With a Hispanic population of more than 7 million and growing (32% of the state's 22 million residents), it's no surprise that Texas has become a major battleground for newspaper publishers trying to win Hispanic readers and the corporations who want to advertise to them. In the last 18 months, the daily newspaper chain Rumbo (Meximerica Media) was launched in four cities. Additionally several dailies and weeklies were launched by major U.S. newspaper groups including Hearst, Knight Ridder, Belo, Freedom Communications, Gannett, and Cox Newspapers, among others.

Becky Solís, advertising director at Brownsville Herald/El Nuevo Heraldo, says that in some parts of Texas, their majority populations make Hispanics the general market. “Our market is 94% Hispanics”, says Solís. “So all of our advertising targets Hispanics”, Solís adds. “Our market does have a significant number of readers that prefer their news and information in Spanish. This is where we saw an opportunity for our daily Spanish paper El Nuevo Heraldo. “A few years ago, we were not able to buy ads in special supplements, for instance the homebuyer or real estate section of a Hispanic newspaper. Now advertisers can target their messages by sponsoring a particular section,” says Joe Genova, director of media services at Lopez Negrete Communications in Houston, whose agency buys print for companies including Bank of America, Tyson Foods, Wal-Mart, Visa USA and Azteca Melling. On the publishers side, George Gutierrez, VP of advertising for the Austin American Statesman and its Spanish-language weekly publication Ahora Sí!, explains that although advertisers are becoming more aware of the growing Hispanic population and looking for the most credible and effective medium to reach them, “most are not fully prepared to do business with Hispanics because they do not have bilingual personnel.”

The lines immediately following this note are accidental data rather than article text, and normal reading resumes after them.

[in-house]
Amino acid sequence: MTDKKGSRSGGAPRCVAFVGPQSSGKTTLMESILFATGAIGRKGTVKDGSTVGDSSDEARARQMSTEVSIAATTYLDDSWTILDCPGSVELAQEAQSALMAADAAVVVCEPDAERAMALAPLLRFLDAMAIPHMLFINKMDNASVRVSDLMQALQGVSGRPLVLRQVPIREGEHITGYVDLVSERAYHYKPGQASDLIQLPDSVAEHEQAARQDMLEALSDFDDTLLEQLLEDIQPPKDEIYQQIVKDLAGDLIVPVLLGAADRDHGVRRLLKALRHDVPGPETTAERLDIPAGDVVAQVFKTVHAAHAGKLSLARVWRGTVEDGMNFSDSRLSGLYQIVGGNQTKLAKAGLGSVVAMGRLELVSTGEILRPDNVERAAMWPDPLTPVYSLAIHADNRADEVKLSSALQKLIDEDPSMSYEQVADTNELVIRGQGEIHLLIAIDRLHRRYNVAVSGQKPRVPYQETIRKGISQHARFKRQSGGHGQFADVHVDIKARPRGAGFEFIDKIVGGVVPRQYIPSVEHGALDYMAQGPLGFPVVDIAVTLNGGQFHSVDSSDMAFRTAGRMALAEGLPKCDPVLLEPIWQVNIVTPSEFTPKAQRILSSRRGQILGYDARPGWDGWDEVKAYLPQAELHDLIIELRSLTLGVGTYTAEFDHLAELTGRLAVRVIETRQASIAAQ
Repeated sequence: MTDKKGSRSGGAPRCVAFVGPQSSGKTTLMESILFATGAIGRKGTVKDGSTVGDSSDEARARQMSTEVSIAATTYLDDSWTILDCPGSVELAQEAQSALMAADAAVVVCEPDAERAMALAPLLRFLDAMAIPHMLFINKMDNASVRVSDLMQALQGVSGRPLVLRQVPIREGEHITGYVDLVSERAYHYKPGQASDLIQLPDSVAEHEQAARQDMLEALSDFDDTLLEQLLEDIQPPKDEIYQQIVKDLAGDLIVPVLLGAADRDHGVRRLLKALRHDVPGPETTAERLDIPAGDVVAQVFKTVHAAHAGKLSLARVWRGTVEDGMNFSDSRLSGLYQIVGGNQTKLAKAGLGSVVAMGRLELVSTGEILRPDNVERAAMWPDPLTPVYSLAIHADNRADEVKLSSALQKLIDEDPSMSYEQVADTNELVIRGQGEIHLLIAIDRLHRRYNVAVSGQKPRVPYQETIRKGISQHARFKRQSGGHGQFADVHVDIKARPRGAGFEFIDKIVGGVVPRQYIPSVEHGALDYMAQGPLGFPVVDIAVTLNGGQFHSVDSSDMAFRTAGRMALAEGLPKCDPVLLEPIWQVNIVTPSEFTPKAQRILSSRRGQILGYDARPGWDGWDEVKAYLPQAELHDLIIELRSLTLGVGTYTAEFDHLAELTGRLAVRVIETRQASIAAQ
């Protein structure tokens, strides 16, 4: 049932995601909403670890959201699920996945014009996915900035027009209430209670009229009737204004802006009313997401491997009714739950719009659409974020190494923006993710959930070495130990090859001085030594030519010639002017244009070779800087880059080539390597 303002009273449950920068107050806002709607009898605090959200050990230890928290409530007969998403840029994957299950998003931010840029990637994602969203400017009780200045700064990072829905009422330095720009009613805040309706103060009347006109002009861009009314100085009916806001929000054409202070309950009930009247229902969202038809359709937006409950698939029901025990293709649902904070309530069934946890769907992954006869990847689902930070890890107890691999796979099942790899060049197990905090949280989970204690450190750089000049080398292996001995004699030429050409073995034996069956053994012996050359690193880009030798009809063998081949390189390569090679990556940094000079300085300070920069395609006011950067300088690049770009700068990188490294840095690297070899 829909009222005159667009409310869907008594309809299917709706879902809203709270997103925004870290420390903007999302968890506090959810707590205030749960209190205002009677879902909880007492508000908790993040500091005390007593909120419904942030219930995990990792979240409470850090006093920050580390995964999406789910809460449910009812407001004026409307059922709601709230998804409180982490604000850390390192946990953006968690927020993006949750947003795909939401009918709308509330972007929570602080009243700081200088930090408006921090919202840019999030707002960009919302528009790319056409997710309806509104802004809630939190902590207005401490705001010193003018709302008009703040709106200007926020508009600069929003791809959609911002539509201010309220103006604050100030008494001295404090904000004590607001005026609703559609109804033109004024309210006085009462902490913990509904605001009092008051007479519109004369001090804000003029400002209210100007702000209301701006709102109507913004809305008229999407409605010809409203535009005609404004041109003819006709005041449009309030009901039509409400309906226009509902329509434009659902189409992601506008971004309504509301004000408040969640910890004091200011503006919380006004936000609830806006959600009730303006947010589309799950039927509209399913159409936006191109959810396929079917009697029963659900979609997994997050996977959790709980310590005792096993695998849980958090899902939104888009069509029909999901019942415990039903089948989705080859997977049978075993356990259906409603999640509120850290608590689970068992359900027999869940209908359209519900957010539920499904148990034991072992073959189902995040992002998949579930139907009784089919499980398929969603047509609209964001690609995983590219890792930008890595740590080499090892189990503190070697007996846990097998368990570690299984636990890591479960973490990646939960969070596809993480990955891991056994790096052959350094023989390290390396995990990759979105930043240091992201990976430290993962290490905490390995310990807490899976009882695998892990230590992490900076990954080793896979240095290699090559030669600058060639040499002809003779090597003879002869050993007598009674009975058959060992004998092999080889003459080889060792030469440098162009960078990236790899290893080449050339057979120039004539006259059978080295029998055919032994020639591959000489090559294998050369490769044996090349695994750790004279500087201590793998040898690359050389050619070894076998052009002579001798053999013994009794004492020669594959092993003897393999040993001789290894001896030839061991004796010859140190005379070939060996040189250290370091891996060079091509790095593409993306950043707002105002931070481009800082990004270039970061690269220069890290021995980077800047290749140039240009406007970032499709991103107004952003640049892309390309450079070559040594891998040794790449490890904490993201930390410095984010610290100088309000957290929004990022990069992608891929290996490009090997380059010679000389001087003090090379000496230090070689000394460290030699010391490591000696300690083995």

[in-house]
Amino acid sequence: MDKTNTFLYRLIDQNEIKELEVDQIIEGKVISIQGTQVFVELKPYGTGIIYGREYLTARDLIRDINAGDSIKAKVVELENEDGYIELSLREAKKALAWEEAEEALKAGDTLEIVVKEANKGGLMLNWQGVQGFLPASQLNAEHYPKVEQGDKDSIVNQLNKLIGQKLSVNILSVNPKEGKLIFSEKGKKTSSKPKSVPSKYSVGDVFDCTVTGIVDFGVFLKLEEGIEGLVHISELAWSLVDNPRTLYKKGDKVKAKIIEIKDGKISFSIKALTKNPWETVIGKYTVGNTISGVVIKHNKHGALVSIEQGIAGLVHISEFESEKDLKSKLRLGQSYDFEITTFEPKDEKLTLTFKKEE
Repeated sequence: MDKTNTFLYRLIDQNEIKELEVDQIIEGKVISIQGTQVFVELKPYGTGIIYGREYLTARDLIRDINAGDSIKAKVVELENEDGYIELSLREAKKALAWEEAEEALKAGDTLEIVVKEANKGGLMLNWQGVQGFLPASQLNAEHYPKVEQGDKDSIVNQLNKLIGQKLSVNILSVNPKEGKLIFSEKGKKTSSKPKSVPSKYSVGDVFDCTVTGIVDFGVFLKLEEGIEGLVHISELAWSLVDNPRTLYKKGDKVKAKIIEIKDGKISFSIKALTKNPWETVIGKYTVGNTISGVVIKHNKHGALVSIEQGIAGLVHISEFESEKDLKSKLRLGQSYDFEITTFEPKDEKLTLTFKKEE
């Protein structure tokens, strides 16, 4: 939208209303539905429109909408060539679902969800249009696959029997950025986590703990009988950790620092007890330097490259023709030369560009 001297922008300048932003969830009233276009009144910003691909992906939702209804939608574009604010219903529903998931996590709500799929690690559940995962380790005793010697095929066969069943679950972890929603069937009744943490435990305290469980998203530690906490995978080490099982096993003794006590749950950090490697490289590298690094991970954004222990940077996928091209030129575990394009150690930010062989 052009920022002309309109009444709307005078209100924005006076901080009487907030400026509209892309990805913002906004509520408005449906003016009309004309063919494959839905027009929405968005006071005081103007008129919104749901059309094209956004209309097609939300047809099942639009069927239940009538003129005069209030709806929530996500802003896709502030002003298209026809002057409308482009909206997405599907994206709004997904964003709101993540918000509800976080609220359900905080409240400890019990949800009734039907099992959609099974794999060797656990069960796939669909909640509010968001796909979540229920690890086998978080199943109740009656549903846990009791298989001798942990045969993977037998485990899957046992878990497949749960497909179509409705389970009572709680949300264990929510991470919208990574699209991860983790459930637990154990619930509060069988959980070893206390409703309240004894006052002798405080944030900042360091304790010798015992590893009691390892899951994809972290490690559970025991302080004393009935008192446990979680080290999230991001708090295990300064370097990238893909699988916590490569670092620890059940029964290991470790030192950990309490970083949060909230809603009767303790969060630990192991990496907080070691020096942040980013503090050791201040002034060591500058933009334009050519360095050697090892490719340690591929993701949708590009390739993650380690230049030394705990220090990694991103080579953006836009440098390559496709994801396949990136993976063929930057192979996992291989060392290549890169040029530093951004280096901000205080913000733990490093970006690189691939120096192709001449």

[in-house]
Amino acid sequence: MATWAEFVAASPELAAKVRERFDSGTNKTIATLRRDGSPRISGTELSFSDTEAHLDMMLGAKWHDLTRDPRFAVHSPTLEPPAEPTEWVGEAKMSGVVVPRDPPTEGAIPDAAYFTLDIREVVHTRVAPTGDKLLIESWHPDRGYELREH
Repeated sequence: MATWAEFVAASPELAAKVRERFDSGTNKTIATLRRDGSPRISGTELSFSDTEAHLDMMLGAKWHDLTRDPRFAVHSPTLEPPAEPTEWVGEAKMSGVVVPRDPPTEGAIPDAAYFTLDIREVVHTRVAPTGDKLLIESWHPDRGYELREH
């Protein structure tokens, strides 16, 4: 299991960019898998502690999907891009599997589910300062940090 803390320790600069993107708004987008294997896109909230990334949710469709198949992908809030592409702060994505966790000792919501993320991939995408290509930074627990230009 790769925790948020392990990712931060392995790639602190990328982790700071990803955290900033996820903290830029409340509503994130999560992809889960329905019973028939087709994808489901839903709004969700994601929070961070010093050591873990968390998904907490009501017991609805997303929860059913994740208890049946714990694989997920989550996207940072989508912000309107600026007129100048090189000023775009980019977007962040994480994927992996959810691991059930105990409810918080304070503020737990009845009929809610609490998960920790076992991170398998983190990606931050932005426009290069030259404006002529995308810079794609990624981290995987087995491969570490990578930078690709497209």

Regional footprint

One of the central ideas behind the launch of the Rumbo's network of four Spanish-language daily newspapers (San Antonio, Houston, Lower Rio Grande Valley and Austin) was to establish a regional footprint with enough reach among Spanish-dominant Hispanics to be a compelling media buy for advertisers. Several Texas newspaper publishers, including Rumbo and Al Día (Belo Corp), are also talking about forming a statewide network of newspapers that would provide national and regional advertisers wider reach. “One of our main goals is to build national business. Toward that end, we are looking at some strategic alliances with other Hispanic publications,” Sergio Salinas, general manager of the new bilingual weekly Conexión, recently told Dinah Eng of the Newspaper Association of America. Some regional magazines, like QueOnda Magazine, a bilingual publication with local editions in Houston (circ. 100,000, weekly), Dallas/Ft. Worth (2x/month, circ. 65,000) and San Antonio (2x/month, circ. 65,000), already offer advertisers a regional footprint. The 2004 edition of “El Premio de la Gente” music award contest was advertised in QueOnda Magazine's three markets.

English vs. Spanish-dominant Hispanics

The question of whether to target English or Spanish-dominant Hispanics is key for advertisers. While in Dallas/Ft. Worth, 70% of Hispanics are Spanish-dominant and 30% are English-dominant; the inverse ratio is true in San Antonio. “There are advertisers that pursue English-dominant Hispanics, such as Porsche-Audi, Dillard's and Foley's,” notes Myrna Cortez, director of sales and marketing at San Antonio's Conexión. “Verizon Wireless and Office Max tend to pursue Spanish-dominant Hispanics,” Cortez adds.